Question & Answer With Dixie Yid - The Irony Of Anonymity
A Simple Jew asks:
One of the advantages of being an anonymous blogger is the freedom to write one's inner thoughts and thereby give the reader a glimpse into the private thoughts within one's mind. Routinely, we share thoughts we would never share with someone who knew our identity.
Yet, as time elapses and we gain regular readers, we instinctively become more guarded with what we write. It is almost as if we are afraid that our words will reveal a divergence between our written words and our online personas.
As another anonymous blogger, do you have any thoughts on this phenomenon?
Dixie Yid answers:
I'm a new blogger (almost exactly 6 months). I was asking questions about this early on in my blogging career as well. I have noticed what you talked about as well. After writing for a couple of months and corresponding with you and others, I have also developed a certain online personality, an alter ego, if you will. Like you said, I am restrained by having to write in a way that lives up to that online expectation. One way I compensate for this is by being conscious of it, and trying not to say things just because I think that is what sounds good, but rather saying what I actually believe and think. I have turned down questions that ASJ has sent me to write about in the past because I could not write about them honestly and without pretension.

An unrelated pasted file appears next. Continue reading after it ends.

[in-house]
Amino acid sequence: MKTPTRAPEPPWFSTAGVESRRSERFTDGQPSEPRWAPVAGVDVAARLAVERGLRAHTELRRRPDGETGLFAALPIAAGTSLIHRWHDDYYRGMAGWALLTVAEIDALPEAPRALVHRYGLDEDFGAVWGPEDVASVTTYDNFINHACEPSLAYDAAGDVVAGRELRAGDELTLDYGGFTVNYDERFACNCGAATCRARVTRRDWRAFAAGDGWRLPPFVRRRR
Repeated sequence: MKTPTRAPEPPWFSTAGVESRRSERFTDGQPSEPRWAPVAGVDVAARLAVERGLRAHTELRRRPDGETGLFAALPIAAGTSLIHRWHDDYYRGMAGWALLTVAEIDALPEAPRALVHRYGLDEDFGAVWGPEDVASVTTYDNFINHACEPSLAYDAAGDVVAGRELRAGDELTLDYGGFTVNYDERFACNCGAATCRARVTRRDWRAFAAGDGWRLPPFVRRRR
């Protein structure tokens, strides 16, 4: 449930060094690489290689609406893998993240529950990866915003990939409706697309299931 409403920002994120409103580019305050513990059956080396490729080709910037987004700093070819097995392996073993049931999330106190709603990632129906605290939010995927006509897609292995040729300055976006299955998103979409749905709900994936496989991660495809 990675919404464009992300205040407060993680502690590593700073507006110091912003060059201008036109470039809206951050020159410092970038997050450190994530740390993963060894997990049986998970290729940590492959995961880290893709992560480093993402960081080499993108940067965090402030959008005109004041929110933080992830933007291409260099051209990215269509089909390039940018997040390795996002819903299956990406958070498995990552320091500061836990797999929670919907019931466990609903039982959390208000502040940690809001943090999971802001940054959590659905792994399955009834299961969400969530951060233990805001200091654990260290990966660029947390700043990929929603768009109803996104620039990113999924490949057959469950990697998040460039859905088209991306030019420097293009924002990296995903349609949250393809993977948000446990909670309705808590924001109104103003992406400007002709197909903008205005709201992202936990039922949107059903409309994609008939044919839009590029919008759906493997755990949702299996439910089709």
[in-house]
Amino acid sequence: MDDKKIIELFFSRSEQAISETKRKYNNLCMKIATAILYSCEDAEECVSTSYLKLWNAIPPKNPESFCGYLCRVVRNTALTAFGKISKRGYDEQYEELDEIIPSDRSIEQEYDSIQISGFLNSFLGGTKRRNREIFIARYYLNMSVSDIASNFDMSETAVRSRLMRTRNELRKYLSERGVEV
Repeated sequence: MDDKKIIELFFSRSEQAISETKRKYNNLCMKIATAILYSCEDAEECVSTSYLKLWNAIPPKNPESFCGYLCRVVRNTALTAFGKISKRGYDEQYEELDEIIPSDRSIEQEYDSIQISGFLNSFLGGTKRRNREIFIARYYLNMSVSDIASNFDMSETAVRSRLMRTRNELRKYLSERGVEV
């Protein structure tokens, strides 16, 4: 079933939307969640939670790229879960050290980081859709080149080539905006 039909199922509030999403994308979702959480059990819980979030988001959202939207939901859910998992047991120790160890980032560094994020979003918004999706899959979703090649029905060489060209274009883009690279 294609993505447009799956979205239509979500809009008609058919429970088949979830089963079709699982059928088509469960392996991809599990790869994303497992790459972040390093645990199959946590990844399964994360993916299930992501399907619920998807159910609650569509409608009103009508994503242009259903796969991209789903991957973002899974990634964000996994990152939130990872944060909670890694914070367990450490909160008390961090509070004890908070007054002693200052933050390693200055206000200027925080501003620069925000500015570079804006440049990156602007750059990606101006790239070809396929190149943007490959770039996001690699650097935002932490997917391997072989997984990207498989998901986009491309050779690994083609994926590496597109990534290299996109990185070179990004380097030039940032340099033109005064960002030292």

I have noticed another type of irony. On one hand, I write anonymously so that I can write things that are more personal, that I perhaps wouldn't share if everyone knew who I was, just as you said. However, as Rabbi Without a Cause wrote in a post on this topic, things do not necessarily work out that way. I feel restrained in my writing for two main reasons. One is similar to a reason given in the article I just linked. I may not always be an anonymous blogger and therefore I have to be careful only to write things I do not mind being known about me. For me, this obviates much of the benefit of anonymous blogging. I suppose only one who is sure they will always remain anonymous can really benefit from that anonymity in the form of the ability to write more freely.
The second restraint I feel is that of actually maintaining the anonymity. Very often there are things about my family, my shul, my rabbi, my friends, etc. that I want to write about or share but cannot, because it would make it too easy to figure out who I am. The anonymity that is supposedly designed to free me to be a more honest writer, its self, restrains me from speaking about things that I would like to speak about. Non-anonymous bloggers like Mr. Uberdox and MoChassid have many liberties that us anonymous folks do not, because they do not have to hide their identities.
I recently posted a funny story that happened to the real-life-me because of my anonymous blogging, I posted here. Right now, I am maintaining my anonymity because several people, not least of which is my rebbe, have advised me that at this point, it is wise to do so. Therefore, that is what I am doing. Perhaps some of A Simple Jew's readers can comment about their feelings about all of the blogging anonymity.